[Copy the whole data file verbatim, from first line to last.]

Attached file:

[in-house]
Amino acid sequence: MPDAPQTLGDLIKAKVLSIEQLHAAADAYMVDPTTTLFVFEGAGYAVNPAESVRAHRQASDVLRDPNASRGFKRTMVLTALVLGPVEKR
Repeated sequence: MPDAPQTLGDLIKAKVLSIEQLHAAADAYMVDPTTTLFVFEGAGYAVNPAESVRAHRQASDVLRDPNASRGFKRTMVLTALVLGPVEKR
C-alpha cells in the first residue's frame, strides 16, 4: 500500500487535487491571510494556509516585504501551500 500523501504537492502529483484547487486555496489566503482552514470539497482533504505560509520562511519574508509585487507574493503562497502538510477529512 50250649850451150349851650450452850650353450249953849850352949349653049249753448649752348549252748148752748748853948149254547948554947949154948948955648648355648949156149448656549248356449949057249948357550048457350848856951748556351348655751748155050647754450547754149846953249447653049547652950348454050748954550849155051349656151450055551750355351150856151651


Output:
[in-house]
Amino acid sequence: MPDAPQTLGDLIKAKVLSIEQLHAAADAYMVDPTTTLFVFEGAGYAVNPAESVRAHRQASDVLRDPNASRGFKRTMVLTALVLGPVEKR
Repeated sequence: MPDAPQTLGDLIKAKVLSIEQLHAAADAYMVDPTTTLFVFEGAGYAVNPAESVRAHRQASDVLRDPNASRGFKRTMVLTALVLGPVEKR
C-alpha cells in the first residue's frame, strides 16, 4: 500500500487535487491571510494556509516585504501551500 500523501504537492502529483484547487486555496489566503482552514470539497482533504505560509520562511519574508509585487507574493503562497502538510477529512 50250649850451150349851650450452850650353450249953849850352949349653049249753448649752348549252748148752748748853948149254547948554947949154948948955648648355648949156149448656549248356449949057249948357550048457350848856951748556351348655751748155050647754450547754149846953249447653049547652950348454050748954550849155051349656151450055551750355351150856151651